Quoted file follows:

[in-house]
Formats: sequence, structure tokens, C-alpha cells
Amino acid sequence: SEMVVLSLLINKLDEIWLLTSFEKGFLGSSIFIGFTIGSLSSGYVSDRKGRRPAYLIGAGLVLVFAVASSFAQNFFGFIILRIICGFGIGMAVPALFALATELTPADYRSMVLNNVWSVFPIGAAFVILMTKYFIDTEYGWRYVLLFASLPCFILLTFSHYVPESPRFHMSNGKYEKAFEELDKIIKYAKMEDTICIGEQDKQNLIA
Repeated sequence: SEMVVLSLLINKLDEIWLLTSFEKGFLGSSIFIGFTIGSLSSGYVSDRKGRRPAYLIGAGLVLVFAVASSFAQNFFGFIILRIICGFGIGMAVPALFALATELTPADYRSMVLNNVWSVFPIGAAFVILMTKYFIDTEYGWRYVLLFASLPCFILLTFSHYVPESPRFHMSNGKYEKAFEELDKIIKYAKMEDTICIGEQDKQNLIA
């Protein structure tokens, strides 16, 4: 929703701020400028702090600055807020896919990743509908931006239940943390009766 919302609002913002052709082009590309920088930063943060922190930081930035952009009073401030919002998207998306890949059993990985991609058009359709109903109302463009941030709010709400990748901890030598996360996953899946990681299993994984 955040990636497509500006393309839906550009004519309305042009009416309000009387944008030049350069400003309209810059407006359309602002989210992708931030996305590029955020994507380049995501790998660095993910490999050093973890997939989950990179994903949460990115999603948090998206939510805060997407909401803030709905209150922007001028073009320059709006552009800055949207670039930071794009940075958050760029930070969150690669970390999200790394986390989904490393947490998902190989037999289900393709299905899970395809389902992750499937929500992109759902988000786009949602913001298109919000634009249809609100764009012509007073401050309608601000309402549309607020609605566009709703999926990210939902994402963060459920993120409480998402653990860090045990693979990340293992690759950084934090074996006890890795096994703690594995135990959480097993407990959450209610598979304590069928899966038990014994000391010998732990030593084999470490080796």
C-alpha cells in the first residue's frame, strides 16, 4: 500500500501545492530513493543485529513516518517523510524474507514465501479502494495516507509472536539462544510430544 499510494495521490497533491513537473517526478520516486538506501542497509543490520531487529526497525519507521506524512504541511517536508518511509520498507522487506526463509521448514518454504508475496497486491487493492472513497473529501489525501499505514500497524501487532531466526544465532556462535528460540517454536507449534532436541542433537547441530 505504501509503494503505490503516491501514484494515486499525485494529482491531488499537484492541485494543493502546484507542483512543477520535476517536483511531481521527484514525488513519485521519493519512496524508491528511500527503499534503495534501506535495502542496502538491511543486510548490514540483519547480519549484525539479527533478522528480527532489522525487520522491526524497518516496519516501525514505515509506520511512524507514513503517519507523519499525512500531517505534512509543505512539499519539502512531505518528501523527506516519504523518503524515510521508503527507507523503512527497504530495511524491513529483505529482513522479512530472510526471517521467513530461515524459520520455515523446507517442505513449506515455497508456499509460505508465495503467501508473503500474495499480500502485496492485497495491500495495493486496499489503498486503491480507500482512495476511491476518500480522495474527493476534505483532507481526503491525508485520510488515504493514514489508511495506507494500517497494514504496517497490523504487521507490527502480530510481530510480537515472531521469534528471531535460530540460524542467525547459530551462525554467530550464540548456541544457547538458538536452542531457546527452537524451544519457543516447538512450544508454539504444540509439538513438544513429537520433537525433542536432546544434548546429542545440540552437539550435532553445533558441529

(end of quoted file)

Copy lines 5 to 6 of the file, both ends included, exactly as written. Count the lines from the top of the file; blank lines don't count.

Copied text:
């Protein structure tokens, strides 16, 4: 929703701020400028702090600055807020896919990743509908931006239940943390009766 919302609002913002052709082009590309920088930063943060922190930081930035952009009073401030919002998207998306890949059993990985991609058009359709109903109302463009941030709010709400990748901890030598996360996953899946990681299993994984 955040990636497509500006393309839906550009004519309305042009009416309000009387944008030049350069400003309209810059407006359309602002989210992708931030996305590029955020994507380049995501790998660095993910490999050093973890997939989950990179994903949460990115999603948090998206939510805060997407909401803030709905209150922007001028073009320059709006552009800055949207670039930071794009940075958050760029930070969150690669970390999200790394986390989904490393947490998902190989037999289900393709299905899970395809389902992750499937929500992109759902988000786009949602913001298109919000634009249809609100764009012509007073401050309608601000309402549309607020609605566009709703999926990210939902994402963060459920993120409480998402653990860090045990693979990340293992690759950084934090074996006890890795096994703690594995135990959480097993407990959450209610598979304590069928899966038990014994000391010998732990030593084999470490080796």
C-alpha cells in the first residue's frame, strides 16, 4: 500500500501545492530513493543485529513516518517523510524474507514465501479502494495516507509472536539462544510430544 499510494495521490497533491513537473517526478520516486538506501542497509543490520531487529526497525519507521506524512504541511517536508518511509520498507522487506526463509521448514518454504508475496497486491487493492472513497473529501489525501499505514500497524501487532531466526544465532556462535528460540517454536507449534532436541542433537547441530 505504501509503494503505490503516491501514484494515486499525485494529482491531488499537484492541485494543493502546484507542483512543477520535476517536483511531481521527484514525488513519485521519493519512496524508491528511500527503499534503495534501506535495502542496502538491511543486510548490514540483519547480519549484525539479527533478522528480527532489522525487520522491526524497518516496519516501525514505515509506520511512524507514513503517519507523519499525512500531517505534512509543505512539499519539502512531505518528501523527506516519504523518503524515510521508503527507507523503512527497504530495511524491513529483505529482513522479512530472510526471517521467513530461515524459520520455515523446507517442505513449506515455497508456499509460505508465495503467501508473503500474495499480500502485496492485497495491500495495493486496499489503498486503491480507500482512495476511491476518500480522495474527493476534505483532507481526503491525508485520510488515504493514514489508511495506507494500517497494514504496517497490523504487521507490527502480530510481530510480537515472531521469534528471531535460530540460524542467525547459530551462525554467530550464540548456541544457547538458538536452542531457546527452537524451544519457543516447538512450544508454539504444540509439538513438544513429537520433537525433542536432546544434548546429542545440540552437539550435532553445533558441529